4. Wingsuit Flying
Most people probably haven’t even heard about wingsuit flying, but this sport has come a long way since its inception back in the mid 1990’s. Wingsuit flying is an extreme sport in which pilots use a special jumpsuit that allows them to gain more lift and glide horizontally through the air after jumping from a plane or a cliff. The achieved rate of descent is approximately 80% lower than for a normal skydive, which allows for longer and more distant flights.
And that is the sole reason why it was widely adopted by skydivers and BASE jumpers all over the world. From setting new distance records and flying in formation to flying as close as possible to mountain sides, rock walls and trees, wingsuiters are pushing the limits of what a human being is capable of. But sometimes, these audacious undertakings fail and the sport takes its toll. There have been 162 recorded deaths since 2002, with the last two in December 2018 as of this writing.
3. Free Solo Rock Climbing
If having a parachute on your back still gives you a chance of getting out in one piece from some extreme fun, free soloing doesn’t give you that opportunity. Rock climbing is a tough, demanding and dangerous sport to begin with. Even with all the ropes, harnesses and protective gear, there aren’t too many people out there who practice it for those very reasons.
And then there is free solo climbing, which implies that no climbing gear apart from climbing shoes and chalk is used during the ascent. Without ropes, harnesses or any safety gear, every mistake the climber does can lead to his or her death or, in the best case, serious life threatening injury. The high profile climbers who attempt free soloing rely entirely on their abilities.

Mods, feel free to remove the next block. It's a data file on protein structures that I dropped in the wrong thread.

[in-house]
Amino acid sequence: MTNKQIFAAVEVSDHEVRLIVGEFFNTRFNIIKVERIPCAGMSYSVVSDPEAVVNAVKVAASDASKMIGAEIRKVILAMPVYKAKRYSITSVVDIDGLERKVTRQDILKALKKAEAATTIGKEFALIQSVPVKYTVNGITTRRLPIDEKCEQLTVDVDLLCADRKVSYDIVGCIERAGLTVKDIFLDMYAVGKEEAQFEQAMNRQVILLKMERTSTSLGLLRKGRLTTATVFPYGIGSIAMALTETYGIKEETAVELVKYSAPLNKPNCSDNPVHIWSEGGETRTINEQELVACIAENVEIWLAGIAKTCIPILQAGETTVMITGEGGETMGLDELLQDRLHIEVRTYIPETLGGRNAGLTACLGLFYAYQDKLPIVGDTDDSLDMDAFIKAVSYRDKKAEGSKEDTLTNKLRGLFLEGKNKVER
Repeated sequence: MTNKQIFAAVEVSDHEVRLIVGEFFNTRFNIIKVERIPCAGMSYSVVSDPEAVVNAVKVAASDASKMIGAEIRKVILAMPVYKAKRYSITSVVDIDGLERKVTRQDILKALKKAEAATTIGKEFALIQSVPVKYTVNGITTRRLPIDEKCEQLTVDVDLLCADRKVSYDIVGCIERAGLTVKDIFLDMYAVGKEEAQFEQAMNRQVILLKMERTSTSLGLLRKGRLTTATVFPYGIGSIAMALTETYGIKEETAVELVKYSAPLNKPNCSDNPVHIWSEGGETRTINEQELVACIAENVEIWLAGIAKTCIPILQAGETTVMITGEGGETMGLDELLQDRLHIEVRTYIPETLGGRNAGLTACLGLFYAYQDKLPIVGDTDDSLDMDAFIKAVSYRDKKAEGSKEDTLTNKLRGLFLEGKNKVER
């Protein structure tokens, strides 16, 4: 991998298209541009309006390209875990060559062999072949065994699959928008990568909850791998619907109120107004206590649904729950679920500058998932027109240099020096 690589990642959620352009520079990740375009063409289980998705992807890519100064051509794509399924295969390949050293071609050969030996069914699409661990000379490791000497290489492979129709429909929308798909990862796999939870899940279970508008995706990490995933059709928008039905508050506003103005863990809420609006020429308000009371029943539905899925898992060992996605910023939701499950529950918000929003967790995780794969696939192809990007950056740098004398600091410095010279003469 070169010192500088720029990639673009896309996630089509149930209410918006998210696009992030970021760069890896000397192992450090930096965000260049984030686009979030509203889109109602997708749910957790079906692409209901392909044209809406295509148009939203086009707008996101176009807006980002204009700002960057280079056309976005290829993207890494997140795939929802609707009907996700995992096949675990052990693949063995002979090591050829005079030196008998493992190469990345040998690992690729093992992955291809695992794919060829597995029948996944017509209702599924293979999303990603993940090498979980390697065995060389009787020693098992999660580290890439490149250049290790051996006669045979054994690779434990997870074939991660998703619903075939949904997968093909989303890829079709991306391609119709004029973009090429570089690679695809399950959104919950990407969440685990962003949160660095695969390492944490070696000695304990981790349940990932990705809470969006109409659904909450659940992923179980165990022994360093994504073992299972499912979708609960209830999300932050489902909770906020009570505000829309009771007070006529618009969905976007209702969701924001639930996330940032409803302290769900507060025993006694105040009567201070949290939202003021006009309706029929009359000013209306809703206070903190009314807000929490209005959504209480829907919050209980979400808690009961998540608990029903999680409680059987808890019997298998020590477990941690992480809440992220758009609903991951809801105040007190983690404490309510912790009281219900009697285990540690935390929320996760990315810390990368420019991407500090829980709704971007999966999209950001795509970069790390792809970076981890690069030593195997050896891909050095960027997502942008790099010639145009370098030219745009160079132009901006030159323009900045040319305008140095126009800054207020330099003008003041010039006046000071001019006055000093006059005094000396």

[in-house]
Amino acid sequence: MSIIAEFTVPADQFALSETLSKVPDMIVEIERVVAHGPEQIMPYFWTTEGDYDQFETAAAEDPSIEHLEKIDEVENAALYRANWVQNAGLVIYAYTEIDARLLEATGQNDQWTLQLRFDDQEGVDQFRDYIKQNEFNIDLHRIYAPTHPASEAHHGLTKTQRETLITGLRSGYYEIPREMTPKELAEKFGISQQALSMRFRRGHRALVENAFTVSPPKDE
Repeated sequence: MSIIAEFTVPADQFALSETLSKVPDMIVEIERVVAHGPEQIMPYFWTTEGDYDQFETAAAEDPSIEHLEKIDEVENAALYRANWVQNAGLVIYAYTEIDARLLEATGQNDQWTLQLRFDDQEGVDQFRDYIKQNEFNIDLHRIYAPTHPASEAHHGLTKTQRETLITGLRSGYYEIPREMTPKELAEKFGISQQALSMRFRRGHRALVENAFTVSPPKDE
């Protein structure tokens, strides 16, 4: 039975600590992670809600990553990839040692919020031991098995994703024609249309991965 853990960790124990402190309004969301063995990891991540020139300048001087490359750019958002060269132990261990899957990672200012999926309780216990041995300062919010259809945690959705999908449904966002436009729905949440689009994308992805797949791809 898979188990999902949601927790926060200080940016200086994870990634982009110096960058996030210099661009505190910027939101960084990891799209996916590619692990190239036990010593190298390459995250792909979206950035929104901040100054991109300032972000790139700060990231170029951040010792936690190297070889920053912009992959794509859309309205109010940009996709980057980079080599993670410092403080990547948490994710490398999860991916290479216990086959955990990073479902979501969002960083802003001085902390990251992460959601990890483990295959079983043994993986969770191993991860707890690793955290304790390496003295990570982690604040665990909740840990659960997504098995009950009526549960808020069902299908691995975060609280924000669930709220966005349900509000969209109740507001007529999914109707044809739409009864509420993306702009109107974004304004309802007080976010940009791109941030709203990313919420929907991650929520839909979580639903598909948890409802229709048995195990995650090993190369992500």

One of the main reasons they do it is the simplicity and the intense concentration required. Think of it like meditation, but a very, very dangerous kind of meditation.
2. High Altitude Mountaineering
With a 1 in 10 chance of dying trying to conquer the highest summits of the Himalayas, high altitude mountaineering sits at number two on our list of the 15 most dangerous sports in the world. So far, there have been 297 recorded deaths on Everest alone since the first climbing attempt back in 1922.
The perils that accompany climbing high mountains are most related to the lack of oxygen at such high altitudes. Human beings are simply not made to live up there. To get an idea, if you take a person and put it above 8,000 meters (26,000 ft), he or she would die in less than 2 minutes due to insufficient levels of oxygen. That is often called the death zone in a mountaineer’s vocabulary – the altitudes above which human life is not possible. And then count in the avalanches, falls, crevasses, ice collapse, frostbite and various other medical conditions due to the often bad weather.
1. B.A.S.E. Jumping
There are a lot of dangerous sports out there, but base jumping seems to claim more and more victims with each passing year since its inception. And if you think of it, it’s somewhat clear from the very beginning that you don’t have too many chances of survival when jumping off a cliff or the top of a tall building.
B.A.S.E. stands for Building, Antenna, Span and Earth which literally translates into jumping from everything that’s high enough for a parachute to fully deploy before hitting the ground. Plain and simple, right?
The sport appeals to many thrill seekers around the world and has probably made the most victims in the shortest time period, with the fatalities list growing larger and larger with each passing year. According to the BASE Fatality List (BFL), which is an unofficial record of BASE jumping fatalities held by the community since 1981, the number of deaths has reached 362 already. And while many would think the first years in a sport to be the deadliest, in BASE jumping it’s the other way around. The worst year was 2016 with 37 deaths, followed by 2018 with 32.